Hitchcock theorized that bigger stars would translate into bigger suspense in audiences, a principle he often credited as the basis for his decision to move to Hollywood (though the war seems a more likely candidate). He wanted Gary Cooper and Barbara Stanwyck for the lead roles. Cooper, however, turned up his nose at the idea of working on so low a genre as the thriller, and Stanwyck was otherwise occupied. It seemed big stars had little interest in big suspense. For the rest of his career, Hitchcock would complain about McCrea, saying he had to “make do” with the “too easy-going” male star. Hitchcock also reportedly bemoaned the fact that he couldn’t get a “bigger name” than Laraine Day. However, Foreign Correspondent proved to be a major break for her.

Hitchcock was pleased, however, with the supporting players. He asked Robert Benchley, a humorist for the The New Yorker and a comedy writer as well as an actor, to write his own dialog. It included the declaration that Benchley's character hated milk, for which the Creamery Buttermakers Association filed a complaint with the MPPDA. The cast also featured George Sanders and Herbert Marshall. 

Alexander Golitzen and his associate Richard Irvine are credited with the art direction, which included reproductions of Waterloo Station, the Hotel Europe, two luxury liners, one clipper plane, and a three-story windmill. A total of seventy-eight sets were constructed on five stages on the United Artists lot, but the grandest by far was the Amsterdam square, which showcased a state of the art rain effects system. Hitchcock also added several scenes to the script, including the windmill scene, the plane crash, the elopement-kidnapping, and the assassination of the ambassadorial impersonator.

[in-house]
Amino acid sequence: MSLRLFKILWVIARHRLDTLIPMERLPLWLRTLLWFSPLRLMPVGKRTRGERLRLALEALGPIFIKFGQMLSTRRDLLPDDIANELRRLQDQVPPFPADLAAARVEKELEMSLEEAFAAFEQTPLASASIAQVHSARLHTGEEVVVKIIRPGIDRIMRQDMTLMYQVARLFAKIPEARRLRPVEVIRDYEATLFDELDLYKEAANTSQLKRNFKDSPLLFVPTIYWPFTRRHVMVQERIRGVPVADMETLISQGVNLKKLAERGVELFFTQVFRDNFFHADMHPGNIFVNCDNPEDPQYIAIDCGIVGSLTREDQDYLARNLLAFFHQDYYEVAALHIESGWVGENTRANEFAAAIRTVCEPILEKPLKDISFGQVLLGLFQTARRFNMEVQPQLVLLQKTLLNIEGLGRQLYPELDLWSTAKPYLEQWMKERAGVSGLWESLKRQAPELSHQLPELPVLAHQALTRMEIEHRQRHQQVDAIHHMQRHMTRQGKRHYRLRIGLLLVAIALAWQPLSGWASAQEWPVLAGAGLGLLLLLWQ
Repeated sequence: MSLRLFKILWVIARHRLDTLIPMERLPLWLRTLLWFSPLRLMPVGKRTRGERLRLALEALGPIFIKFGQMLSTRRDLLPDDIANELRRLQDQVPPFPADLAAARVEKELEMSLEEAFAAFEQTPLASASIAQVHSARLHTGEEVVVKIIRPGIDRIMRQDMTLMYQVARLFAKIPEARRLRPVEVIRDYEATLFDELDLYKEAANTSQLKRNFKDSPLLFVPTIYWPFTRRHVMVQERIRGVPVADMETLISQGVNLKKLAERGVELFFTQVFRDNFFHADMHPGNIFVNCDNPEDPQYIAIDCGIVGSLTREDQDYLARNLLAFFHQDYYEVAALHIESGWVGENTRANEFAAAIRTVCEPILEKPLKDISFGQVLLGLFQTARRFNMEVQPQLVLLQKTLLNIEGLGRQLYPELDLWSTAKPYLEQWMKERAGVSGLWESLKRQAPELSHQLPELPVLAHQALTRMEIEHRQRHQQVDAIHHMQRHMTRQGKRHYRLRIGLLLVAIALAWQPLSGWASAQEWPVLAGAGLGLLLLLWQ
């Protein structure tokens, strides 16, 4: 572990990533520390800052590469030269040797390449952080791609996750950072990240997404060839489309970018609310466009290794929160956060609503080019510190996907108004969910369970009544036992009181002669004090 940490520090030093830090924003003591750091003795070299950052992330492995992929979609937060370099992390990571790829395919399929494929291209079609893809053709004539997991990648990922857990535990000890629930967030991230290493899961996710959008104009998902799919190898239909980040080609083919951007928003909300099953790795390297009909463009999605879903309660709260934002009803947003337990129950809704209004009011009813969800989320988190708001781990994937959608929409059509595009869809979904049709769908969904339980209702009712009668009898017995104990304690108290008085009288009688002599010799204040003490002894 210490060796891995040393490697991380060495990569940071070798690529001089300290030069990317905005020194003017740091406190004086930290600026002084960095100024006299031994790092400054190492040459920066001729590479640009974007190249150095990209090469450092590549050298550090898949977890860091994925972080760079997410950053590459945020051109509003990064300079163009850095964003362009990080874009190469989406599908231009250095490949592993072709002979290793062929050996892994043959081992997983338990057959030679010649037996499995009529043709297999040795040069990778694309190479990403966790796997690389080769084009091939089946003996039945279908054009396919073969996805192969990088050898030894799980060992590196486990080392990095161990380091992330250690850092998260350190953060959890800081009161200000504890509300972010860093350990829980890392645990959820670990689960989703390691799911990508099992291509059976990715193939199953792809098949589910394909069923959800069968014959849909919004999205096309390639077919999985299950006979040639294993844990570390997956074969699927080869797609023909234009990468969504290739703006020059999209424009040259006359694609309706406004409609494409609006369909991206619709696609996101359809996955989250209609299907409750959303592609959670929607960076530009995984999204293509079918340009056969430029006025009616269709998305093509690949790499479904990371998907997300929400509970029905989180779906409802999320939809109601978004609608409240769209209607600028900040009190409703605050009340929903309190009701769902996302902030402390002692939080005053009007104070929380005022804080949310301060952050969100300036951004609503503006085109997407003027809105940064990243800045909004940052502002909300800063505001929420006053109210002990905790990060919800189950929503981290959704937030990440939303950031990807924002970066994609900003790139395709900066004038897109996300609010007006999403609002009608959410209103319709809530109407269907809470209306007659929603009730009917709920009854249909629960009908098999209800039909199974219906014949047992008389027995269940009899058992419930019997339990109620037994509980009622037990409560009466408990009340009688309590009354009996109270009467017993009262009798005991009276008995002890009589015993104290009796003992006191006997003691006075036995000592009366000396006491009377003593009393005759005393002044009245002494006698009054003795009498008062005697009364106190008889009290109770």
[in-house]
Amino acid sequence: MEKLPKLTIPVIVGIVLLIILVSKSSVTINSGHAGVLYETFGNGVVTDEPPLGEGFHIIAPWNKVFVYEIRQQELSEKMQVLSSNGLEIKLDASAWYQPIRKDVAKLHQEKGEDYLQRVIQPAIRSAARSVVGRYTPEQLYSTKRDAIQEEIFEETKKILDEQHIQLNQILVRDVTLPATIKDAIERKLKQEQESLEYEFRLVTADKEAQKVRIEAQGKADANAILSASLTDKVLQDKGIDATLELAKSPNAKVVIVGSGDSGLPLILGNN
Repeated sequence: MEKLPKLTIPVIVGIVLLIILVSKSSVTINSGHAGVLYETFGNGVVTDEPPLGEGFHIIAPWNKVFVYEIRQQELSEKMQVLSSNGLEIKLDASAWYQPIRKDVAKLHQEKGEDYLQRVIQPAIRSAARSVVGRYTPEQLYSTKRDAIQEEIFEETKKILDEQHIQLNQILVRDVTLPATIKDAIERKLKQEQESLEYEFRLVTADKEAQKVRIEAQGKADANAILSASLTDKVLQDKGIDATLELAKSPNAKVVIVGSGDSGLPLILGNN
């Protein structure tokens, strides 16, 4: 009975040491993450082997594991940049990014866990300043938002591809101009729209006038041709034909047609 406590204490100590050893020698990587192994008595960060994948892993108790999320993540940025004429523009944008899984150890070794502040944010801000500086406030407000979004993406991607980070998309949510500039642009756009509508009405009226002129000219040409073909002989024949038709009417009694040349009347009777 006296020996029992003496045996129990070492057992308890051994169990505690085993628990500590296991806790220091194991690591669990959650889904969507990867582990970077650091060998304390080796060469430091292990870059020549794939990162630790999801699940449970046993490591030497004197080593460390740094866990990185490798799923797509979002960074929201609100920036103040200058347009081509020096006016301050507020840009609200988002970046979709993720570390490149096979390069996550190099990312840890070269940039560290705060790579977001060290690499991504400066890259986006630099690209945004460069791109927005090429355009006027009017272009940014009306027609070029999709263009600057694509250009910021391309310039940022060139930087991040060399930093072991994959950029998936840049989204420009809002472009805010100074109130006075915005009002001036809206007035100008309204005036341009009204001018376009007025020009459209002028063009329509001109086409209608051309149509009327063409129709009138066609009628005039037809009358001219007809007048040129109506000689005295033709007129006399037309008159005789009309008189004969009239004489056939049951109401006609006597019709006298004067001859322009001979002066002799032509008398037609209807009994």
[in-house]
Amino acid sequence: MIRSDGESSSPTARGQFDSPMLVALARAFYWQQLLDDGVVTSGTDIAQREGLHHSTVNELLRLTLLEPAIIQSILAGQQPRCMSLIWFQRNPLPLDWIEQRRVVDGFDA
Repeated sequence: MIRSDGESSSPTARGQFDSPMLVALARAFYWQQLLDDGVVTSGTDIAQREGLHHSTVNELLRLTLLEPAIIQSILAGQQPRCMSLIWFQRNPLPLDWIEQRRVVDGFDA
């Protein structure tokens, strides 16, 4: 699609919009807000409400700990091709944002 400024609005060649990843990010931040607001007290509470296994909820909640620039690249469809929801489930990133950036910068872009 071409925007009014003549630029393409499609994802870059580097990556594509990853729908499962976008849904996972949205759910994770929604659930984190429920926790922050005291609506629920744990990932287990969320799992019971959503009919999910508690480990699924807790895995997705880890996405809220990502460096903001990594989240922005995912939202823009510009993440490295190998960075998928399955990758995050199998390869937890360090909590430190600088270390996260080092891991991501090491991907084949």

European location shooting was done by British cinematographer Osmond Borradaile, who was forced to reshoot everything when his trans-Atlantic liner was torpedoed by a U-boat. All of Borradaile’s film and equipment was lost, though he survived. William Cameron Menzies was charged with special production effects. He teamed with special effects photographer Pau l Eagler (who had pioneered matte photography in 1916) to design the clipper sequence. The two made elaborate story-boards.